With Plan X, the Defense Advanced Research Projects Agency is looking to change all that. It wants munitions made of 1s and 0s to be as simple to launch as ones made of metal and explosives. It wants cyberattack stratagems to be as predictable as any war plan can be. It wants to move past the artisanal era of hacking, and turn cyberwarfare into an industrial effort. Across the U.S. government, there are all kinds of projects to develop America’s network offense. None are quite like this.
Getting back to this year's Russian hacking story, Fred Kaplan notes pragmatically (Slate ):

Meanwhile, President Obama has ordered all the U.S. intelligence agencies, including the FBI, to conduct a “full review” of Russia’s role in the election — and to finish the report before Inauguration Day. Though he didn’t say so, it’s obvious that if the agencies don’t finish by then, Trump as president will order their report and all the working papers destroyed.

So what now? Let’s say this report confirms the Washington Post’s account of the CIA’s conclusion. No one will call for a new election. First, there’s no legal protocol for doing such a thing. Second, not even the CIA is inferring — nor is there any way for anyone to infer — that the Russian hacking caused Trump to win. Third, if even one intelligence agency files a dissenting footnote to the report, the Republicans will pounce on that, as they have on no other footnote, to justify Trump’s legitimacy as a clean winner of the election. [my emphasis]
Kaplan is overstating the point about it being "obvious" that "Trump as president will order their report and all the working papers destroyed." We can consider it a reasonable guess, but I'm not sure how that is "obvious." Because it doesn't strike me that anything particular is obvious about what the Trump Family Business Administration's foreign policy will be. Although it's a very safe inference that it will involved old-fashioned pay-to-play corruption on an unprecedented scale.

Peter Beinart places the controversy in the context of what he sees as a shift in emphasis in foreign policy planned by the Trump Family Business Administration from seeing Russia as a key competitive power to viewing Russia as an ally in a more general war against Islam, not just against the treasured Republican formula Radical Islamic Terrorism (Why Trump’s Republican Party Is Embracing Russia Atlantic Online 12/12/2016):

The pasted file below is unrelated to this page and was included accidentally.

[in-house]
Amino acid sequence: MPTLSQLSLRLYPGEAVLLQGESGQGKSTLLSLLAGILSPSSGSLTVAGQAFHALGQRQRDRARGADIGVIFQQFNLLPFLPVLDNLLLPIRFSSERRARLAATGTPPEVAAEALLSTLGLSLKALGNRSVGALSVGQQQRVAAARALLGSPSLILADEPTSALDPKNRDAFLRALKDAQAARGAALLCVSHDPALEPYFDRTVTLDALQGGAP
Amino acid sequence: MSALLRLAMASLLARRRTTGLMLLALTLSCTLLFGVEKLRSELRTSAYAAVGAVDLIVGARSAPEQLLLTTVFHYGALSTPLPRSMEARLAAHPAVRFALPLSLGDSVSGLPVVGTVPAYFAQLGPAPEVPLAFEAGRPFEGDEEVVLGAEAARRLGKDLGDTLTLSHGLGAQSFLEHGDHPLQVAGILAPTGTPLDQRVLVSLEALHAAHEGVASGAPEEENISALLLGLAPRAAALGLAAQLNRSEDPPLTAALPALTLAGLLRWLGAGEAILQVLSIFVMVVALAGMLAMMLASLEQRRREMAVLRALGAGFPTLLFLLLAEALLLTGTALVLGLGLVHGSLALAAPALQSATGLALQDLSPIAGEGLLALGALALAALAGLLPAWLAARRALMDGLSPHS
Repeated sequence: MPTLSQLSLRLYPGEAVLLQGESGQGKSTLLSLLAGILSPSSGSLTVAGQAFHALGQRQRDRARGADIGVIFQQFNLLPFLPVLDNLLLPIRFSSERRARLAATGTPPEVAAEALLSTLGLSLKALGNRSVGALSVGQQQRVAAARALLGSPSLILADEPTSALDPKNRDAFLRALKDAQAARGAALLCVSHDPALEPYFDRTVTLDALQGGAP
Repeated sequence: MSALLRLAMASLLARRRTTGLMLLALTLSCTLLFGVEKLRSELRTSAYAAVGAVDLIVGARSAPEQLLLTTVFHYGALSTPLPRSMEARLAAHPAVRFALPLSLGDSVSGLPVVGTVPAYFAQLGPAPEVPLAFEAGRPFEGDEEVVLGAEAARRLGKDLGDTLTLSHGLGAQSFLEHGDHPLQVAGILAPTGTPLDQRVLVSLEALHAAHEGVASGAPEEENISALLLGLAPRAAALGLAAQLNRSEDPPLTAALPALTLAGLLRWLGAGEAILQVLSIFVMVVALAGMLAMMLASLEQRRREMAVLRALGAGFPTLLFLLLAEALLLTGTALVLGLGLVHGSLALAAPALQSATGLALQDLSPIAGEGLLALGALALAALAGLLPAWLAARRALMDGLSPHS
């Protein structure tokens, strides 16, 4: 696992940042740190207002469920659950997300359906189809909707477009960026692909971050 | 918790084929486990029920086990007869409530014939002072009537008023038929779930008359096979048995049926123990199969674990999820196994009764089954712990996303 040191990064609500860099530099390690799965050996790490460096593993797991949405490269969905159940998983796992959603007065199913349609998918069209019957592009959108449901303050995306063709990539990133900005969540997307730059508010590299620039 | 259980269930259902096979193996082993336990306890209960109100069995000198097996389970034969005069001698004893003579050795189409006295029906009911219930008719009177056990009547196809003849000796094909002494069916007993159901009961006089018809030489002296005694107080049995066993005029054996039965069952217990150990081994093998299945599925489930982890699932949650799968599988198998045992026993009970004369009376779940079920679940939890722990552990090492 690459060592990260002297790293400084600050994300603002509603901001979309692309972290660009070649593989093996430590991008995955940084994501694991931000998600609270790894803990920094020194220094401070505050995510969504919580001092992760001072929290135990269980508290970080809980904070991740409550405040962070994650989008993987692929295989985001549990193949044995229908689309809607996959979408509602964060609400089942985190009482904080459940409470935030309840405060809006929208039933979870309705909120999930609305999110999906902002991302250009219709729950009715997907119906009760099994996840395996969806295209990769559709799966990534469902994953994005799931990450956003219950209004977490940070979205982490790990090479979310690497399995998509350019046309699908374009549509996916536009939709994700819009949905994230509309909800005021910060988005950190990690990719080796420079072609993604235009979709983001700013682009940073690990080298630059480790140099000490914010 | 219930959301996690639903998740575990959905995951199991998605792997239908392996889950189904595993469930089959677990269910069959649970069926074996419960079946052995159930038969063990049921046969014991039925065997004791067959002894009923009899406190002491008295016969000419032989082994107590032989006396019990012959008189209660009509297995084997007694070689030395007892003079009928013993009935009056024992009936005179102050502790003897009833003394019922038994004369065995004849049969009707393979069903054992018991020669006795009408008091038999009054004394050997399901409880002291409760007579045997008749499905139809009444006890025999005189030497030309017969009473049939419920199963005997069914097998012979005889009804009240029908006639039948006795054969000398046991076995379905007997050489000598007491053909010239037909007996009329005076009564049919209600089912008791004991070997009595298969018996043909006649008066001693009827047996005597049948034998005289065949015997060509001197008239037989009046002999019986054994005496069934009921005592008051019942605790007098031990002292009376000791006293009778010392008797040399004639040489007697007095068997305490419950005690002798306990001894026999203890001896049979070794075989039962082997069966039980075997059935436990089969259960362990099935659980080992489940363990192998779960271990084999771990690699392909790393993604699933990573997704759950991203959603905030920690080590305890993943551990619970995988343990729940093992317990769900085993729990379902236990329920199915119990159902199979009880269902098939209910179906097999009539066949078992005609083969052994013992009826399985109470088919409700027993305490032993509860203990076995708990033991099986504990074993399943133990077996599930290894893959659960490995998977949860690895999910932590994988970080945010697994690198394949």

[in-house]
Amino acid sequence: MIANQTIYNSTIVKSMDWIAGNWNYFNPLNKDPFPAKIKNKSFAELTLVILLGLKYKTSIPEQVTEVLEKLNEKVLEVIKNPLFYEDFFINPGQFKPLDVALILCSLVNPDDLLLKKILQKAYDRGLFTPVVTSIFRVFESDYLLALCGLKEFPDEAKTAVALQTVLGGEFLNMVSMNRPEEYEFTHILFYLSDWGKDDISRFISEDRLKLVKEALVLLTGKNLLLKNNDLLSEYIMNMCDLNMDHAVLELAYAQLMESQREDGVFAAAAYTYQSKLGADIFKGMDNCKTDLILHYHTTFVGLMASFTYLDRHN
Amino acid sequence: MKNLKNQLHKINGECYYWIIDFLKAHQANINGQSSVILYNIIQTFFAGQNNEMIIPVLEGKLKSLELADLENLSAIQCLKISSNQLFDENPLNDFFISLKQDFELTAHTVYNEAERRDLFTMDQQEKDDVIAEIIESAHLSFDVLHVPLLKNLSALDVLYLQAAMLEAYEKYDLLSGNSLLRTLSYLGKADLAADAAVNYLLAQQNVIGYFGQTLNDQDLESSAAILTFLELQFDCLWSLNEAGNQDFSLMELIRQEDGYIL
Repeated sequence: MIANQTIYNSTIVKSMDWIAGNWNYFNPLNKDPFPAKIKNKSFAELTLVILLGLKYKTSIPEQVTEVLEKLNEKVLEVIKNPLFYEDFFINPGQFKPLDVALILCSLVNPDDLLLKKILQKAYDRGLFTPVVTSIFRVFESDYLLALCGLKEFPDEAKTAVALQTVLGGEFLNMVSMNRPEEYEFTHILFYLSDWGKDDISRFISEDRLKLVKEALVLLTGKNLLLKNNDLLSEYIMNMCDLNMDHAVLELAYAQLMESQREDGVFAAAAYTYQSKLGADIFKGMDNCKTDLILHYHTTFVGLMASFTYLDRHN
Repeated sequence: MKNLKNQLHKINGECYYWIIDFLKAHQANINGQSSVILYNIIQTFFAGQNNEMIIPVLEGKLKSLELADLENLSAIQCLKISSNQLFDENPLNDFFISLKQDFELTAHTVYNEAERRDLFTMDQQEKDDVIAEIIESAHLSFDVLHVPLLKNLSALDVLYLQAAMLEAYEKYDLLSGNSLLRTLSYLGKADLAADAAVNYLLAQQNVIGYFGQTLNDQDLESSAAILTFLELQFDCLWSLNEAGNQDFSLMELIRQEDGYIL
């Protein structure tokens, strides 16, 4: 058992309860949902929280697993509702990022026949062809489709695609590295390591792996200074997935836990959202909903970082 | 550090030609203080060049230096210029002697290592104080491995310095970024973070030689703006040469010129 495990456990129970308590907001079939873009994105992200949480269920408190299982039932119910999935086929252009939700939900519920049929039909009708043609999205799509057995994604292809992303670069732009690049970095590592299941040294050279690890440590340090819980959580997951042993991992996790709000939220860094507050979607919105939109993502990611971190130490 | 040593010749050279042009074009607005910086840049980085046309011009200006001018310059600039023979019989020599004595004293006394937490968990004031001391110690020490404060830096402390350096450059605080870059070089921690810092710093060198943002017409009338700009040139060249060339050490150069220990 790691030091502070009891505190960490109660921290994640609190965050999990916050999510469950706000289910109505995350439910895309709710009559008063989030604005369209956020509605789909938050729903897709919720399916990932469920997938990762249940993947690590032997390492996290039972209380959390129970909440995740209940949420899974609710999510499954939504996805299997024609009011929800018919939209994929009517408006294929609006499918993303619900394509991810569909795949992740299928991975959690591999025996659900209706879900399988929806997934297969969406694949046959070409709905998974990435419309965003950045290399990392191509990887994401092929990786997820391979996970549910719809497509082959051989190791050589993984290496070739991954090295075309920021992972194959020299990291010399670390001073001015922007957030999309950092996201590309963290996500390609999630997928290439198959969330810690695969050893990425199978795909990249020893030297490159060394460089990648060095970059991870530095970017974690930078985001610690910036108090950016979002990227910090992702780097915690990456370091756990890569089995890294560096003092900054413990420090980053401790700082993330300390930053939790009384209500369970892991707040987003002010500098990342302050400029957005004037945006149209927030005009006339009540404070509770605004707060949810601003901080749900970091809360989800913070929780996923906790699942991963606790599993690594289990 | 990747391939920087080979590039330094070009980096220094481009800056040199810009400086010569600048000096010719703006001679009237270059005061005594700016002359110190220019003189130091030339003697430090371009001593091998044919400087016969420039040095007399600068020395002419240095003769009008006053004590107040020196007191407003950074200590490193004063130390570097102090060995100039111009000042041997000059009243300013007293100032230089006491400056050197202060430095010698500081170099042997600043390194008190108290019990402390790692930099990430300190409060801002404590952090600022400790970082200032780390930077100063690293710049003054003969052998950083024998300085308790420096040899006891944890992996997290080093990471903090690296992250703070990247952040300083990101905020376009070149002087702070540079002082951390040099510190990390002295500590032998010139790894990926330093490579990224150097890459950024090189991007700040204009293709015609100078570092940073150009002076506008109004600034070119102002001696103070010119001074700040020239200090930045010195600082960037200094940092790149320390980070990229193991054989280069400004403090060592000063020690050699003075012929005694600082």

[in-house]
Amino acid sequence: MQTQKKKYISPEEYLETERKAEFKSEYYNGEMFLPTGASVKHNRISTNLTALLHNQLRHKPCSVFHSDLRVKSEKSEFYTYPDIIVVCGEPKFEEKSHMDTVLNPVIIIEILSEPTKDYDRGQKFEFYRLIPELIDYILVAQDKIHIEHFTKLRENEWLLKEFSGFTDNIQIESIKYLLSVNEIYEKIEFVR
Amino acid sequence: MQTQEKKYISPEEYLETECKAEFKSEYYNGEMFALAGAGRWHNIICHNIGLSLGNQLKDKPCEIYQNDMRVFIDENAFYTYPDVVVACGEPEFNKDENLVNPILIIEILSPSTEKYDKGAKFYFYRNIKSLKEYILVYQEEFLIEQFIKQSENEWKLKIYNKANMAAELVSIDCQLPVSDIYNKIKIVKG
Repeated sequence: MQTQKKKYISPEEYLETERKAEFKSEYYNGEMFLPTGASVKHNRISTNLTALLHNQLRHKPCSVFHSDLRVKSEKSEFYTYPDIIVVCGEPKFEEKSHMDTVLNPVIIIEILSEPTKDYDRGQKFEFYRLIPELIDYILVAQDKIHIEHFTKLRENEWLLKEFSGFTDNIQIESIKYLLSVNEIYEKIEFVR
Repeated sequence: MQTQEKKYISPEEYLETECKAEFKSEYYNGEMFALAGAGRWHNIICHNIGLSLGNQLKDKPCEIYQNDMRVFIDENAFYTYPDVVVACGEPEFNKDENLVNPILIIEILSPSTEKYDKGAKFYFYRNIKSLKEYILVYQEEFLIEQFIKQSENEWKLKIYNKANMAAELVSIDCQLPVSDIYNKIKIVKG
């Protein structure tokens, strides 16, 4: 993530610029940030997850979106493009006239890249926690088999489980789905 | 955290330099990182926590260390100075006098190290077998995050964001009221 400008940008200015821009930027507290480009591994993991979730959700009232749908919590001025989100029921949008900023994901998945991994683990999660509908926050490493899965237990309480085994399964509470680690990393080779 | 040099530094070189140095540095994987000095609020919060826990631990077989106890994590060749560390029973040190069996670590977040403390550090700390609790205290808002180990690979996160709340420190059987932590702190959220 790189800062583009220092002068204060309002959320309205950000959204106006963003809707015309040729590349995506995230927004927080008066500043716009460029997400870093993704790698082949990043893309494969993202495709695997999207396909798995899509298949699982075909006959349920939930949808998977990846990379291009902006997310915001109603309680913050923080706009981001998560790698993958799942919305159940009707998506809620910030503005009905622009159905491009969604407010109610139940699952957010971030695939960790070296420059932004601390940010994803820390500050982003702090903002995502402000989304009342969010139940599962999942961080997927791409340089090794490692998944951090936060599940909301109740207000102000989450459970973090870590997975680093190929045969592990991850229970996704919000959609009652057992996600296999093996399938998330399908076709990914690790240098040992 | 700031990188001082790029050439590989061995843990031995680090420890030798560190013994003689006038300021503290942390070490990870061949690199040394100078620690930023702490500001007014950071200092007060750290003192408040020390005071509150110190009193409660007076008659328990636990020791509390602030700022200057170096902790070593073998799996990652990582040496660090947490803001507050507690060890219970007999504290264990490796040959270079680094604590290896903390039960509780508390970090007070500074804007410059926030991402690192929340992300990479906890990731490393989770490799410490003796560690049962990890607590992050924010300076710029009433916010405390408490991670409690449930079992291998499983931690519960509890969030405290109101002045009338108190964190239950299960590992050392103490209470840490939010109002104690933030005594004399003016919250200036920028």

Trump is building on this shift to recast GOP foreign policy. He’s moving it away from an ideological confrontation with authoritarian Russia and toward a civilizational conflict with Islam. Trump’s choice for National Security Advisor, General Michael Flynn, has tweeted that “fear of Muslims is rational” and that Islam is “like cancer” When asked in August about Putin, he explained that America “beat Hitler because of our relationship with the Russians” and we should renew that partnership in the new world war against “radical Islamism.” Trump’s chief strategist, Steve Bannon, likes to talk about the “long history of the Judeo-Christian West struggle against Islam … a war of immense proportions” that continues to this day. And in that struggle, he’s argued, “we the Judeo-Christian West really have to look at what he’s [Putin] talking about as far as traditionalism goes—particularly the sense of where it supports the underpinnings of nationalism.” Unlike the globalists of the European Union, Bannon argues, Putin believes in “sovereignty,” which makes him a valuable ally in America’s civilizational fight.

This is the backdrop to the looming conflict between Donald Trump and congressional Republicans like John McCain and Lindsey Graham who want to investigate Russia’s efforts to elect him. Will the GOP define Americanism as the defense of a set of universal principles or as the defense of a racial and religious heritage? The answer won’t only help determine how well liberal democracy fares overseas. It will help determine how well it fares at home.

Here are links to additional skeptical takes on Russian hacking story and how it's being used. And, yes, some of them are from sites of which PropOrNot (whoever they actually are) and the Washington Post (owned by Jeff Bezos, CEO of Amazon, which has a $600 million business contract with the CIA) may not approve.